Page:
Plus, they voted him in for change with a pretty substantial majority. Now that they get the change they voted for, it's a riot.

 
The election result was in the second round of the presidential election, because his name is not Le Pen.

 

Then how come that a month later En Marche won 66% of the seats in parliament?

If he really had been the random "not Le Pen" candidate the voters could easily have gone for the traditional parties to reign him in.

 

No - Macron had popular support and legitimacy to deliver fundamental changes.


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#19 Martin M

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Posted 05 December 2018 - 1532 PM

from Wiki :

 

" Das Aktionsbündnis gegen Stuttgart 21 wurde am 13. April 2007 gegründet. Dazu gehörten zunächst: die Bürgerinitiative Leben in Stuttgart (gegründet von Gangolf Stocker, u. a.), der Bund für Umwelt und Naturschutz Deutschland (BUND), der Kreisverband Stuttgart von Bündnis 90/Die Grünen, der Fahrgastverband Pro Bahn Regionalverband Stuttgart, der Verkehrsclub Deutschland Baden-Württemberg (VCD) und das Architekturforum Baden-Württemberg. Später stießen dazu: das parteifreie Bündnis Stuttgart Ökologisch Sozial (SÖS), Die Linke Baden-Württemberg, die Parkschützer, die Gewerkschafter gegen S21, die ArchitektInnen für K21, die Schutzgemeinschaft Filder e. V. und die SPD-Mitglieder gegen Stuttgart 21[9]  "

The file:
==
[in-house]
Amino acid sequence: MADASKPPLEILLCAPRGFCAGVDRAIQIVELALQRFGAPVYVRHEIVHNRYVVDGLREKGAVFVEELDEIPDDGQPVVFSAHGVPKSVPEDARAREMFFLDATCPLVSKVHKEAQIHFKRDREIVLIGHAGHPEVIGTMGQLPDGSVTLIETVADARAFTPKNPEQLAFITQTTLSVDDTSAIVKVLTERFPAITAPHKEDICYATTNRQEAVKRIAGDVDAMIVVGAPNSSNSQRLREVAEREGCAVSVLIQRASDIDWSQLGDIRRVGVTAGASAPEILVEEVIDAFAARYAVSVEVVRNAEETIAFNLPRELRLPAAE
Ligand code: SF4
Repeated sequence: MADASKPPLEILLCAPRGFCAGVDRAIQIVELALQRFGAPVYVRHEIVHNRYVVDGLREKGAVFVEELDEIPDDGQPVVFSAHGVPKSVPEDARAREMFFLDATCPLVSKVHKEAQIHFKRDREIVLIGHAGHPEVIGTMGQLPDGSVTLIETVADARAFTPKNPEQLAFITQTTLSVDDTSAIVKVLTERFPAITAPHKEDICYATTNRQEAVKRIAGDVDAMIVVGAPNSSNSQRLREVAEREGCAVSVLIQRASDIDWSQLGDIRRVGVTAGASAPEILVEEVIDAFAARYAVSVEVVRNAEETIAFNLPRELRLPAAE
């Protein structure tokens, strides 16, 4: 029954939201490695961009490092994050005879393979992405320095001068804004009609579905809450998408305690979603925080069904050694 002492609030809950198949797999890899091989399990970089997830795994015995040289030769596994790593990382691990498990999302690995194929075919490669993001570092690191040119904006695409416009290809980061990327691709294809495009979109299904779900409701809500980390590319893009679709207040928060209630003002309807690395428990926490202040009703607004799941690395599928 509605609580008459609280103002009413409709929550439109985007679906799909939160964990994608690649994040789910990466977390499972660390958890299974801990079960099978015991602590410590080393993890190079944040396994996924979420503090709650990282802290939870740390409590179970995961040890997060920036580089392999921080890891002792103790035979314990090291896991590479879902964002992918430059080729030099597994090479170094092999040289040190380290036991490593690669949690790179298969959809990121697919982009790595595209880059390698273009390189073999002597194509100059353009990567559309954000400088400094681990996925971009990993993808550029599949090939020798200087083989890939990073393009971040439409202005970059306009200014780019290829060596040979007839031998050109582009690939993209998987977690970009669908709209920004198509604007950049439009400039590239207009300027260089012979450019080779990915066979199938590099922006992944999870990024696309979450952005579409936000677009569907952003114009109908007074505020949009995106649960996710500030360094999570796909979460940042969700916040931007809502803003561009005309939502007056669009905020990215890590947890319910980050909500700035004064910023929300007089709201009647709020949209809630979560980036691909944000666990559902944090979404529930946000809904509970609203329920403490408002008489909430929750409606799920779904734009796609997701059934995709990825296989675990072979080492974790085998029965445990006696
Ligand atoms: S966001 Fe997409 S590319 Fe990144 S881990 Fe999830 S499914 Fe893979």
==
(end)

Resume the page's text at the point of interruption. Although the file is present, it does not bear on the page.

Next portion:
from Wiki:

 

" 79 % der Teilnehmer hatte bereits vor Beginn der Demonstrationen gegen Stuttgart 21 Erfahrungen mit Protesten gemacht, 46 % hatte allerdings in den vergangenen 5 Jahren an keiner Demonstration teilgenommen.[20]


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#20 Ivanhoe

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Posted 05 December 2018 - 1636 PM

Because it is not the usual suspects demonstrating (farmers, unionized workers, leftie students...), but the middle class that normally do not do this and are not formally organized. It is not centrally organized, but rather loosely via modern communication (social media, email etc) as far as I can see. But I would still call it french deonstrations and not rioting. The riots of 1967 were bigger I think.


Are the non-union working class types involved? Along with small business, they are the ones most commonly clobbered by fuel taxes.